NEW YORK – Stories are back on the cover of Kansas City’s Northeast News this week after the newspaper intentionally printed a blank front page of its previous edition to show community members what they'd miss if the newspaper folded.
On this week's cover of the paper, distributed each Wednesday in one of the Missouri city's grittier neighborhoods, residents were told about the local ironworkers who repaired a fence at a historic cemetery for free.
In the past week, the 89-year-old newspaper has received more than $3,000 in pledged donations, including one from Florida after the blank front page received national attention. A handful of new advertisers have emerged, along with other ideas to keep the Northeast News afloat, said Michael Bushnell, publisher and co-owner.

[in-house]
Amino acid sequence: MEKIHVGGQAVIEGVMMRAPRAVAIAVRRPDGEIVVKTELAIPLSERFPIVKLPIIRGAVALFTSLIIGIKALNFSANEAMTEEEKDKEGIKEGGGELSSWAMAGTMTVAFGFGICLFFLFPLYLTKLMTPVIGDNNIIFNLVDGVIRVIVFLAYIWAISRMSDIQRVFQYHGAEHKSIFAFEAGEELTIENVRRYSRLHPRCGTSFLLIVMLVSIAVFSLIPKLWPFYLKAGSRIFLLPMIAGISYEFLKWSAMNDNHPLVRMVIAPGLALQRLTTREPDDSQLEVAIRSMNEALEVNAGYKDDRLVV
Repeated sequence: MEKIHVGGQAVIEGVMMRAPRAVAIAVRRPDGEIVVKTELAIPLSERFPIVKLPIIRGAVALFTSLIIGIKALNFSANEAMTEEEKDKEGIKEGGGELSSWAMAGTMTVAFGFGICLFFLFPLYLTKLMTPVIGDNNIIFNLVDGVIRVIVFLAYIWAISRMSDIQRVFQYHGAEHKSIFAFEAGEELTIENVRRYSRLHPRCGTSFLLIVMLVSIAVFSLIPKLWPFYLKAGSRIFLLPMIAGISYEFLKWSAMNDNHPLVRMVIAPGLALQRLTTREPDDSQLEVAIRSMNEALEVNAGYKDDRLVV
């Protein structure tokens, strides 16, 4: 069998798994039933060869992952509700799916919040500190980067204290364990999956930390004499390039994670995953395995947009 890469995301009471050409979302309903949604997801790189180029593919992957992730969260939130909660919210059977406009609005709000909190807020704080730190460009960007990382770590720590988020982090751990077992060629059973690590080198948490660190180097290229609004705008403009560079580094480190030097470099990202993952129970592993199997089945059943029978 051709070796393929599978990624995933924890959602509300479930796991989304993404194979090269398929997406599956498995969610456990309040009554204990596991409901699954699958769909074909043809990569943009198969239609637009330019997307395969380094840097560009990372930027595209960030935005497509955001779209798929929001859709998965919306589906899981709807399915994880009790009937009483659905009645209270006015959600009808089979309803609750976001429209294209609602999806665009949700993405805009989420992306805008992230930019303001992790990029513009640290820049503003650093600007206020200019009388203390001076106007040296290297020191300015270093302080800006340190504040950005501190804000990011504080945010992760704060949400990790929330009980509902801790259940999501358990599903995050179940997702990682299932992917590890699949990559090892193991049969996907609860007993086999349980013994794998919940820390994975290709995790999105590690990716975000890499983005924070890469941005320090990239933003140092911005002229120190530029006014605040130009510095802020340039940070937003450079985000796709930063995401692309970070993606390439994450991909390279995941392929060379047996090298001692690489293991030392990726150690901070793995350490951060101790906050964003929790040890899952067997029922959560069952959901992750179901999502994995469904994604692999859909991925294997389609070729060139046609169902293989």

“We never expected this to blow up like it did,” Bushnell said. “In the end, thank God it did.”
The idea for the blank page was cooked up in a staff meeting, coupled with a decision not to post any news online or answer office phones for 24 hours.
Bushnell was personally inundated with texts and calls when the paper was distributed last week: “Are you aware there's nothing on the front page?” “Your printer might have made a mistake.” He directed friends to open the paper, where managing editor Abby Hoover's column explained why it was done.
Because of the pandemic, two local laundromats, a grocery store and charter school had stopped advertising, making $2,700 in monthly revenue vanish.
Without any changes, the paper had about a 60-day lifespan, she wrote.